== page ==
HIDDEN ILLNESS: 32% of employees taking time off for depression, do not tell their employer the reason. Picture: Pexels
HIDDEN ILLNESS: 32% of employees taking time off for depression, do not tell their employer the reason. Picture: Pexels
HIDDEN ILLNESS: 32% of employees taking time off for depression, do not tell their employer the reason. Picture: Pexels
HIDDEN ILLNESS: 32% of employees taking time off for depression, do not tell their employer the reason. Picture: Pexels
HIDDEN ILLNESS: 32% of employees taking time off for depression, do not tell their employer the reason. Picture: Pexels
HIDDEN ILLNESS: 32% of employees taking time off for depression, do not tell their employer the reason. Picture: Pexels
DOES South Africa have a mental health problem? This was the question when a group of journalists were presented with the latest stats at a mental health summit held in Joburg recently.

According to a global study, mental disorders have increased by 22.7%. In South Africa, 30% report life-long psychiatric disorders, while 1 in 3 will be affected by a mental illness in their lifetime.

The figures don’t bode well for a nation in which depression contributes to over 40% of mental health conditions. It puts a strain on the health-care system, as pointed out by Dr Jonathan Broomberg, chief executive of Discovery Health.

“There’s profound fragmentation in private health care delivery,” he notes when referring to Discovery Health claims for 2016. The private medical aid provider paid out R2 billion in claims last year.

But he also alluded to the poor quality of care and high costs: “We need to change the structure of delivery by creating teams who work together.”

Broomberg suggests taking a holistic approach when treating mental illnesses by enlisting a group of specialists to treat a patient.

Experts believe the rise in mental health conditions is due to our change in lifestyle which includes less sleep, more stress and trauma. Broomberg refers to a massive study that was undertaken in 2011 and published in the Journal of Clinical Psychology.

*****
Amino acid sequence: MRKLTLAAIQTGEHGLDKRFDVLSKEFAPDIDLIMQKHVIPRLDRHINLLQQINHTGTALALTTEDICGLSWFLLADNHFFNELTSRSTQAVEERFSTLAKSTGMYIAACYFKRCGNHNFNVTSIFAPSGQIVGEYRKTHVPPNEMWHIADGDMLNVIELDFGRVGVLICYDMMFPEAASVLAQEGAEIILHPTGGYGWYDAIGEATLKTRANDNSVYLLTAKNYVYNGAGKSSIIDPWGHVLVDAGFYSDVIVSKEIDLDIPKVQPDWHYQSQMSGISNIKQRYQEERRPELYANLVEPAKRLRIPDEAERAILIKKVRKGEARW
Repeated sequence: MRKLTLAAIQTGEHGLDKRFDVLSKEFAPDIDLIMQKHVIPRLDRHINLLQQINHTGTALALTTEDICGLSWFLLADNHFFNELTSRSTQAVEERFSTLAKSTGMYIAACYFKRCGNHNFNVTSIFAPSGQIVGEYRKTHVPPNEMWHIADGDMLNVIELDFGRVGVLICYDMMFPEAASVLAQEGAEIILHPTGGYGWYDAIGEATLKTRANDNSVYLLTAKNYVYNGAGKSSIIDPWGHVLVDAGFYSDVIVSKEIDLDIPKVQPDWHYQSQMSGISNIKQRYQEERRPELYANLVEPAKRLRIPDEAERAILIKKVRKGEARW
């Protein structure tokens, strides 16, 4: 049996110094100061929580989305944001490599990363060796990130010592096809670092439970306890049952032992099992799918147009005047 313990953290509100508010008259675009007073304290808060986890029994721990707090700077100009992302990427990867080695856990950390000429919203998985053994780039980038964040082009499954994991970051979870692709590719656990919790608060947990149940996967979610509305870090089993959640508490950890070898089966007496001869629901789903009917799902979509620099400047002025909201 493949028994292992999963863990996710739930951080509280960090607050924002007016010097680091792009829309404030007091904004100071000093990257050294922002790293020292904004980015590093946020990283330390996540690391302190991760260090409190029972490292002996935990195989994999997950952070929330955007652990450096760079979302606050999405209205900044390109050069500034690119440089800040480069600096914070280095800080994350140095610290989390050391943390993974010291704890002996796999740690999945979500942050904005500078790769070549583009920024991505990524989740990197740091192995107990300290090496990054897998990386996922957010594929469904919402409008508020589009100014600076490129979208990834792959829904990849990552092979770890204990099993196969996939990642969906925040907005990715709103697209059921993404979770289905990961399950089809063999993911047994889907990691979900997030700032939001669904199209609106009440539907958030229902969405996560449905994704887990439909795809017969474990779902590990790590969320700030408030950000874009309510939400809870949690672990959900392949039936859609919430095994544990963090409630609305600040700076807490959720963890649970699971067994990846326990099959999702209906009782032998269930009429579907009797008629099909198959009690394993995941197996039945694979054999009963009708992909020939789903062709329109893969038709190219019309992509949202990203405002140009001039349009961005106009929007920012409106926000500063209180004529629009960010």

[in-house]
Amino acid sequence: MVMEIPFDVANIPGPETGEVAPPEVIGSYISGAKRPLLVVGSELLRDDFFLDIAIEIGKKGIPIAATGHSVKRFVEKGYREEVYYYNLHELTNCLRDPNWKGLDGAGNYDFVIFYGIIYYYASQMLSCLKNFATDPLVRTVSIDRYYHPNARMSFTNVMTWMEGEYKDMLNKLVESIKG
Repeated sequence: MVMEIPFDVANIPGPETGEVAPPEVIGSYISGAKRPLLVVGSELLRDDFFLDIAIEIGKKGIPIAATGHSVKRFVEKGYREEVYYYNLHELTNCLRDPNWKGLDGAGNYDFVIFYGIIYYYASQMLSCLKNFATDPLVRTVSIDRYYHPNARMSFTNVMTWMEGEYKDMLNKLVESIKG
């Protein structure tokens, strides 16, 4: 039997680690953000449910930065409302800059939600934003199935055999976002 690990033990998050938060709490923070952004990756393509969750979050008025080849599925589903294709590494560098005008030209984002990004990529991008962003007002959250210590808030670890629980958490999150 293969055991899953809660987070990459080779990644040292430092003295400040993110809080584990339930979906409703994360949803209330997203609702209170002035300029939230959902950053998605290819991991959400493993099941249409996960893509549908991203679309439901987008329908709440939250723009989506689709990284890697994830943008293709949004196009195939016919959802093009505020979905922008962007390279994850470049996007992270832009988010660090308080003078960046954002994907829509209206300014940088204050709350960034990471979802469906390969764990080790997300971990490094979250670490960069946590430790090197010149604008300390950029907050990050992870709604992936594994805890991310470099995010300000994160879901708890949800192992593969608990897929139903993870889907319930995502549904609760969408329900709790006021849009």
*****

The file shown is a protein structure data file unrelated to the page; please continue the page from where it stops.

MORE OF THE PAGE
The study found that physical activity decreased the signs of depression and that exercise could be almost as effective as medication. With recent advancements made in the digital field, the use of apps was also found to help reduce depression.

Apps like Big White Wall, which provides advice to people with anxiety, debt, stress, or work problems, has reached over 35 000 users and has seen a 20% improvement rate.

Broomberg also adds that “apps are no substitute for medication or consultation”.

Mental health disorders affect 10% of the global population - 20% are children, and 80% come from low income communities. Professor Gabriel Ivbijaro, president of the World Federation for Mental Health says that global funding for mental health is on the decline, especially when it comes to the severely mentally ill.

Ivbijaro’s plan is to transform primary health care by integrating mental health into the primary structure.

But will it work here, where health-care facilities are few and far between? It's not all gloomy. Dr Lesley Robertson, a state psychiatrist and national convener of the South African Society of Psychiatrists’ public sector group, is an advocate of community psychiatry and community mental health. She says the government has a framework in place in the form of the National Mental Health Policy (2013-2020).

The plan is to implement community-based care for the mentally ill and provide long stay specialised services in the public health sector.

She believes adding mental health units to general public hospitals, will destigmatise mental illnesses and make them mainstream. Plans are also afoot to have community based psychiatric teams in place that will form part and parcel of primary health care facilities and work in tandem with GPs and clinics.

On paper, plans for integrated mental health care seem like a lifesaver. Putting it into action is another story. Our public health sector is stretched, specialised staff are leaving in their droves, and patients often complain of little or no help.